Did you use Tandy's Eco-Flo Cova Color? I found that it is very watery and doesn't cover worth a hill of beans; I have always had good results with the original Cova Color from Fiebing's (I order direct as a distributor of their products). I have also experimented with the moisture content of the leather when applying Cova and have found that when the leather is still a bit moist (not soaked) I was able to get a more even cover; still had to apply more than one coat but the reaction between dry and damp leather is total opposites. Give it a try on some damp leather and see what happens. Another tip that I have learned over the years of using these acrylic paints is that you can't just shake the bottle to get it all worked up; remember back to the days of grade school when you were doing the fingerpainting projects and that acrylic paint was all lumpy? You have to stir up the settled layer on the bottom of the bottle and then give it a shake or two; if it is a bit thick just add some water and shake some more until it has a "creamy" look and flow to it. This stuff can be tricky and also very annoying but the pop of color is hard to match with just regular dyes. Looking forward to hearing your progress on this.
  10. Liner for gun belt ?

    Might I recommend then that you make this belt as a double layered 8/9 oz.? If you want to go a bit thinner then you can go down to a 6/7 oz. back liner but if the firearm is on the more heavy side you should go with a double layered version from the same weight leather for maximum rigidity. In the future if you continue to make these gunbelts you may want to consider making them from saddle skirting as it is firmer and thicker from the get go and also wouldn't require you to line it with anything, unless that is your style of course.
  11. Normally I would recommend that a person contact the maker of an item to discuss their questions but in the case the Mernickle line and knowing his work ethic (and the fact he is only about 1200 yards away from me and our respect for each other) you won't get anywhere with that direction. You may be able to figure your design question out by carefully "deconstructing" the design from the various images that you can come up with. Sorry that I can't provide any more on that though.
  12. belt rules?

    However, keep in mind that the only accurate measurement is that which is taken by physically measuring the person who will be wearing the belt. Another point to mention would be to space your buckle holes for the tip end at 7/8" apart versus the noted 1" spacing; the human body does not expand/contract (grow/shrink) in full 1" increments. The concept of spacing at 7/8" has been the recommended standard for decades and I have found it to be more accurate when fitting for comfort of the wearer, which is what we should be doing to ensure a satisfied customer. I also prefer to have a tip section of 5" in length (measured from center of last hole to the actual tip center/point).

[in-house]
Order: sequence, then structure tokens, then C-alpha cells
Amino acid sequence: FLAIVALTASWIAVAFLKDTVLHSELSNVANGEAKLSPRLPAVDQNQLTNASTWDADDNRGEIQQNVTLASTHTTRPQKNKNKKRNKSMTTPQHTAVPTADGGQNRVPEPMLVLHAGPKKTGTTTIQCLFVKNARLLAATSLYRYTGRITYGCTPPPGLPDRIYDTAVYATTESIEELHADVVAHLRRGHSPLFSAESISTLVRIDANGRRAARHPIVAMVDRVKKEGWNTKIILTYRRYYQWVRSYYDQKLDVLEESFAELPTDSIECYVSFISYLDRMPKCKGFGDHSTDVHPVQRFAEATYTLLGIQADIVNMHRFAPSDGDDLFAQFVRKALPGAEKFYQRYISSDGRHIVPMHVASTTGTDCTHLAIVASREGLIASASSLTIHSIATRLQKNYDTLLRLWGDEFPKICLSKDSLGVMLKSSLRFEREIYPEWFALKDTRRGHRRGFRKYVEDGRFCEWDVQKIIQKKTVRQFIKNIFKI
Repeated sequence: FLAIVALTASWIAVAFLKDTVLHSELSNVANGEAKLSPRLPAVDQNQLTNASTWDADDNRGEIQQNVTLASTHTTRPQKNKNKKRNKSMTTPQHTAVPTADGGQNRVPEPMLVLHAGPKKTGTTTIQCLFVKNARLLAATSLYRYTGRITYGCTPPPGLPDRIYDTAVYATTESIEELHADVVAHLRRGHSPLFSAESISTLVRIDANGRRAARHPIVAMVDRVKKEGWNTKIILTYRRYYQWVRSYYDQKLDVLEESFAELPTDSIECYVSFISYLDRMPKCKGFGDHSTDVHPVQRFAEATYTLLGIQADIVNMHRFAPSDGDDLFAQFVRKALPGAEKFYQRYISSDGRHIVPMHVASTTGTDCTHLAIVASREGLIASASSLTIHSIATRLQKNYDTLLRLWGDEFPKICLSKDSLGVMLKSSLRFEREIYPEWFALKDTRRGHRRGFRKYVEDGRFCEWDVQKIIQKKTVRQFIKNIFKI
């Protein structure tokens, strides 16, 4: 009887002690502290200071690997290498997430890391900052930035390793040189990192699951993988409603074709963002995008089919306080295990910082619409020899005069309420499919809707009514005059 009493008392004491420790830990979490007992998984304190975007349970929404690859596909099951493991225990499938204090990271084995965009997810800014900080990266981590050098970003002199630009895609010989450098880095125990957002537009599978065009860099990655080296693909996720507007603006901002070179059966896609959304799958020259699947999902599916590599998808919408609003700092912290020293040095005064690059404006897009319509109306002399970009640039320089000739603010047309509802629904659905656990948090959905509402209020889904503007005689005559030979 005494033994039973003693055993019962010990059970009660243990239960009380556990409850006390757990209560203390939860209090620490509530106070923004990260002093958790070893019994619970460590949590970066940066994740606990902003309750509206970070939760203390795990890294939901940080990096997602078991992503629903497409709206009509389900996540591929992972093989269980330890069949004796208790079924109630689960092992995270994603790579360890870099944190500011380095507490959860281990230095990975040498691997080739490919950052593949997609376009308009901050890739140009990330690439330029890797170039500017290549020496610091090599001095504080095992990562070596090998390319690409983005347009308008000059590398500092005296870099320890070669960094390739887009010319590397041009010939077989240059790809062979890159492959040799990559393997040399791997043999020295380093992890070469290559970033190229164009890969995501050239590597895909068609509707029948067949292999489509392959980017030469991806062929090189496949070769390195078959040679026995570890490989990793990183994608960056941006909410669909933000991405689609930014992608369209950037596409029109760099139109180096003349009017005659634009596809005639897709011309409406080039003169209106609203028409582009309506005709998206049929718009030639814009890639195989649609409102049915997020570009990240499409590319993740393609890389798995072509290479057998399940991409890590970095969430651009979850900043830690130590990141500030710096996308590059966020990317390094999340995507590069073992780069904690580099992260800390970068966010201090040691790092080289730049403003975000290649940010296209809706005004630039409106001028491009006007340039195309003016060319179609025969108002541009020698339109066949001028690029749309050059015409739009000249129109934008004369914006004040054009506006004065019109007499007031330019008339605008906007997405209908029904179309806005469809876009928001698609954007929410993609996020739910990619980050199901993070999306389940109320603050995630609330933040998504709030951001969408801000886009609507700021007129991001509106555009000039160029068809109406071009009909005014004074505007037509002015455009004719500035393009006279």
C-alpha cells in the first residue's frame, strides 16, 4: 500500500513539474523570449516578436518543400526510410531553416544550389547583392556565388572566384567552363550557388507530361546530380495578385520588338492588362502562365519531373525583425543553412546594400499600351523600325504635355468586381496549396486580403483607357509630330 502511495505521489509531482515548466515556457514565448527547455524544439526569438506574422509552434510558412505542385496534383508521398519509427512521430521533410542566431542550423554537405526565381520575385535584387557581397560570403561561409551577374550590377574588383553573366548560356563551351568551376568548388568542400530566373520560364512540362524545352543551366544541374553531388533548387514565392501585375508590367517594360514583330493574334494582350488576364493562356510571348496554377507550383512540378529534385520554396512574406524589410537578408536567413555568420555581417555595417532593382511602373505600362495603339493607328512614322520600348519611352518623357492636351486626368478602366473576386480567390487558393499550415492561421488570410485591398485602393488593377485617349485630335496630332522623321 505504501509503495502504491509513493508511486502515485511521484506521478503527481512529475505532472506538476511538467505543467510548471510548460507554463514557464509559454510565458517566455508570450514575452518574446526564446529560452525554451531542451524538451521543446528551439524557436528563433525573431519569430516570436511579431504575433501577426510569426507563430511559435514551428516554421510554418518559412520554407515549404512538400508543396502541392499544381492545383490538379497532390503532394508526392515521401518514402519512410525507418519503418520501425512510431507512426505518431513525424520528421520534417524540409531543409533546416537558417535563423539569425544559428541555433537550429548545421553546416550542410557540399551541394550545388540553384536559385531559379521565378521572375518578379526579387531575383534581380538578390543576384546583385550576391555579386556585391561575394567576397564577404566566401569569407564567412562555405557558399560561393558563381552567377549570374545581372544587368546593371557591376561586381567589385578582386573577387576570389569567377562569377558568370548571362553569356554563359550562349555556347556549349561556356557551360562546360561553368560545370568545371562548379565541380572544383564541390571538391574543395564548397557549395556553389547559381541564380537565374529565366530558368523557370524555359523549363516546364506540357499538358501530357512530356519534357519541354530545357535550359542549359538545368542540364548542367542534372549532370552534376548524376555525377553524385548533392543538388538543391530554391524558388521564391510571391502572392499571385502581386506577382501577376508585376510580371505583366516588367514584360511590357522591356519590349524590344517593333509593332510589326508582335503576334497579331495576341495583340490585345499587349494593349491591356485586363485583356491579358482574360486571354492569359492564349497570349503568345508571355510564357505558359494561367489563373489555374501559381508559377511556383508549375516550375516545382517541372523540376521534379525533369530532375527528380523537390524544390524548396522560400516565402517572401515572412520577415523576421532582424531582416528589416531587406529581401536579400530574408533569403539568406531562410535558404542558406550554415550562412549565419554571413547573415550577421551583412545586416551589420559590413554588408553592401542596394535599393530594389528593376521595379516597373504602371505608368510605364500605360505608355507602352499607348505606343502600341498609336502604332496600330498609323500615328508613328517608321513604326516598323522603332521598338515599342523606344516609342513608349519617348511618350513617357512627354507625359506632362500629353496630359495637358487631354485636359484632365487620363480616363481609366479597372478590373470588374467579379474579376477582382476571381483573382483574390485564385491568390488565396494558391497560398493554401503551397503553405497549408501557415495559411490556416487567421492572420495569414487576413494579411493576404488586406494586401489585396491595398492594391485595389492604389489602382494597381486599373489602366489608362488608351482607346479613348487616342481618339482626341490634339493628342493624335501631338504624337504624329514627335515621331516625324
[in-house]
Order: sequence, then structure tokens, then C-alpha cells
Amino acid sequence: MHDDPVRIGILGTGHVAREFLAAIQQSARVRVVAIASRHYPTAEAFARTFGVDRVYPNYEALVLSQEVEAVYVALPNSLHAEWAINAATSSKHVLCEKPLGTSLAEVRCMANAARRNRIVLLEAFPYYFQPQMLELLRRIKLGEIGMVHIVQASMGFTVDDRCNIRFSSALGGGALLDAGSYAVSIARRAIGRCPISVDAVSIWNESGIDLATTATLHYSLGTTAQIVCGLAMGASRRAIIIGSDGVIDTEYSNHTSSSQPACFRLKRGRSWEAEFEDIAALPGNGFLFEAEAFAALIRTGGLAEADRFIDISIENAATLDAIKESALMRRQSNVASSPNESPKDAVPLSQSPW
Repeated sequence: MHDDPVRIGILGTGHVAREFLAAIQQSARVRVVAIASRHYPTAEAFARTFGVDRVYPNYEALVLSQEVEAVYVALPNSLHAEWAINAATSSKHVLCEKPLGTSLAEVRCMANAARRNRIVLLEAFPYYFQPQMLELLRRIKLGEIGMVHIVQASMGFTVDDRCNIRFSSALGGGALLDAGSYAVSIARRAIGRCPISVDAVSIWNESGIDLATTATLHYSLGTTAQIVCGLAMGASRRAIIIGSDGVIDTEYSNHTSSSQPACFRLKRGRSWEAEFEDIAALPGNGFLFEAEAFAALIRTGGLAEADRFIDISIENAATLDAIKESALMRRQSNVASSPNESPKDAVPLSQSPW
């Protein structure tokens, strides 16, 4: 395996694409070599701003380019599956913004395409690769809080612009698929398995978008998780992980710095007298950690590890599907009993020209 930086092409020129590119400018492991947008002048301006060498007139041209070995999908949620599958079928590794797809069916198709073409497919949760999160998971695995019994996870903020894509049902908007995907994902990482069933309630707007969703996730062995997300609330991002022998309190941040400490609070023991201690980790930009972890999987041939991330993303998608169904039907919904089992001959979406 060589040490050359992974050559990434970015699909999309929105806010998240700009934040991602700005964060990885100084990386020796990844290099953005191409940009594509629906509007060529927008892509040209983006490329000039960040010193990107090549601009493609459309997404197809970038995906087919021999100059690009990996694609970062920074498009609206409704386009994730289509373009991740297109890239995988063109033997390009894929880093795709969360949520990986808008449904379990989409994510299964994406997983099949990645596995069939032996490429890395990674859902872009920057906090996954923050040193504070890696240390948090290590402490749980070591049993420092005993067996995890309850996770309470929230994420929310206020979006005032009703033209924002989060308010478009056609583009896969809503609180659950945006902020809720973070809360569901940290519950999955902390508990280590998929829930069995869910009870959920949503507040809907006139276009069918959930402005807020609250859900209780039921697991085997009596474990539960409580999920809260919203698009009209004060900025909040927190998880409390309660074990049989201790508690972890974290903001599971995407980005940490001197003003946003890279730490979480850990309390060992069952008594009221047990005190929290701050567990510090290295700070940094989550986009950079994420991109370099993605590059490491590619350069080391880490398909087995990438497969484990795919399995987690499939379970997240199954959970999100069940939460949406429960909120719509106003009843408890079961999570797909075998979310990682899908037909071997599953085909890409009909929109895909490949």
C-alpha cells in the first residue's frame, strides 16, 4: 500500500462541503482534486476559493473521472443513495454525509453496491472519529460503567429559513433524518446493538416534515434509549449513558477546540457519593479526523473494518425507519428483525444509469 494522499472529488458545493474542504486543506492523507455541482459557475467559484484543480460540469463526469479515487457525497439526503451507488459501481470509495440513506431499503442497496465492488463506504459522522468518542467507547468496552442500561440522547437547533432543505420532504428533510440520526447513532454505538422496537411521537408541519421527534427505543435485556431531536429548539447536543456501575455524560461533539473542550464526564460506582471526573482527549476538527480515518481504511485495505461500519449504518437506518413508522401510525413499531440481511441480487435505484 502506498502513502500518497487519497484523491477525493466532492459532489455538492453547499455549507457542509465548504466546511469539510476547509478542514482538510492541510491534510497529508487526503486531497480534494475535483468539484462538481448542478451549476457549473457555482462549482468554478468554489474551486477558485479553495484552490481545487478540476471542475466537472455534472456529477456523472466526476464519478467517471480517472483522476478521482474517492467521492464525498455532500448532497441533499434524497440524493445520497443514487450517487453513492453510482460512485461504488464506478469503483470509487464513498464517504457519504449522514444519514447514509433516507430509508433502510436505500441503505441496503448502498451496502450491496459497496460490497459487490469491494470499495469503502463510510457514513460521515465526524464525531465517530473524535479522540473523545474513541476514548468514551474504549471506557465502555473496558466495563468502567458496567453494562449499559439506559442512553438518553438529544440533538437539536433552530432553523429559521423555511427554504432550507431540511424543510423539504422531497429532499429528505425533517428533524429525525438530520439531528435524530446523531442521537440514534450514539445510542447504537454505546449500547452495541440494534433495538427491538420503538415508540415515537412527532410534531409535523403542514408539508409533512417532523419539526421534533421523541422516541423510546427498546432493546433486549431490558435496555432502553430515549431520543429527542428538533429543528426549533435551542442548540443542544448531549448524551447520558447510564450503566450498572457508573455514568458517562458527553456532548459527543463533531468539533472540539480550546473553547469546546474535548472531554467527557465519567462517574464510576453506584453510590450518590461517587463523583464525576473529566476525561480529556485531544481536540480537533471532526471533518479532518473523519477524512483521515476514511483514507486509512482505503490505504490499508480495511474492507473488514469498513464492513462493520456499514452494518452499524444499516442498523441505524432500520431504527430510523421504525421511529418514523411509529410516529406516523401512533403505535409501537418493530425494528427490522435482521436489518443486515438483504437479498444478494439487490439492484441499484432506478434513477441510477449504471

13. Dye loss

    Are you using a pre-dyed vegetable-tanned leather or an drum dyed oily leather? This makes a difference. The other side is, did you dye the leather yourself or purchase it that way? Oily leathers tend to release excess dye pigments because they don't have enough absorbing structure to latch on to; if you dyed the leather yourself then oiled it the oil content may be too high which will cause the same issue. The reality is that if there is too much pigment contained within the cell structure of the leather no amount of burnishing the edges or attempting to "seal" them is going to "stop the bleeding"; this is where the science of this craft comes into play and there are just some things that will prevail no matter what we try and do to prevent them. If you dyed the leather yourself then you need to make sure that you have buffed off all pigment before you do anything else; when applying oil replenishment conditioning do it in light coats and only enough to reestablish the natural suppleness of the leather (if it feels spongy or stretchy then it has too much oil/conditioner in it and will start to release anything you have applied). I am sure that you weren't looking for a science lesson here but there are times where they do come in handy. Good luck and keep us posted on the progress and results.
  14. Liner for gun belt ?

    The answer to you question will be based on what is the original thickness/weight of the main belt leather and what is your desired overall thickness when finished. One thing to carry forward on any project you undertake is that suede is not a good material for lining as it collects and traps all moisture and dirt which ultimately causes the leather to become glossy and eventually can get to a point where it stiffens and cracks. Suede looks pretty and it has a very soft and supple feel but it is like a sponge, just not as easy to clean.
  15. Absolutely correct but I don't care whether it meets the legal definition of leather or not, it just ain't leather. This type of fake product use is what has hit our industry and trade (the leather worker) and gives that consumer the information to question whether or not what we do is worth what we charge. All I ever do is let them know that they can buy that fake thing pretty reasonably priced and keep doing so every once in awhile or they can have it made for them out of real leather and have it for life. I even sat with a customer and calculated out how much they have spent (and will spend) on a cheapo wallet and when they found out that after 10 years they will have bought one of mine twice over they decided that it was worth it to have me make one for them because they would have it much longer and for much, much less overall. Lightbulb moment.